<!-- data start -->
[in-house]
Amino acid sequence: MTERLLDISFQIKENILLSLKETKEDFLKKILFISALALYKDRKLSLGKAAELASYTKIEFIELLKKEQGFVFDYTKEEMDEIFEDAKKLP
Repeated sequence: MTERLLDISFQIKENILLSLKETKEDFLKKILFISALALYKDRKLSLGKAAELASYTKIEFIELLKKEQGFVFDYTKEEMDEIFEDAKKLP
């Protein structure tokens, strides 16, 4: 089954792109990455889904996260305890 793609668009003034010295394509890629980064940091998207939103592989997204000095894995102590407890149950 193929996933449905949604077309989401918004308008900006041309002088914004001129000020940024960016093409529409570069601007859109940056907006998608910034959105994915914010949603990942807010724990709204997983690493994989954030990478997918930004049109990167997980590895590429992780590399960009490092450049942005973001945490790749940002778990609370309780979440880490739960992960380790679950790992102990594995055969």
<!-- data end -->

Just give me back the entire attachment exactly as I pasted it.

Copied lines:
[in-house]
Amino acid sequence: MTERLLDISFQIKENILLSLKETKEDFLKKILFISALALYKDRKLSLGKAAELASYTKIEFIELLKKEQGFVFDYTKEEMDEIFEDAKKLP
Repeated sequence: MTERLLDISFQIKENILLSLKETKEDFLKKILFISALALYKDRKLSLGKAAELASYTKIEFIELLKKEQGFVFDYTKEEMDEIFEDAKKLP
């Protein structure tokens, strides 16, 4: 089954792109990455889904996260305890 793609668009003034010295394509890629980064940091998207939103592989997204000095894995102590407890149950 193929996933449905949604077309989401918004308008900006041309002088914004001129000020940024960016093409529409570069601007859109940056907006998608910034959105994915914010949603990942807010724990709204997983690493994989954030990478997918930004049109990167997980590895590429992780590399960009490092450049942005973001945490790749940002778990609370309780979440880490739960992960380790679950790992102990594995055969």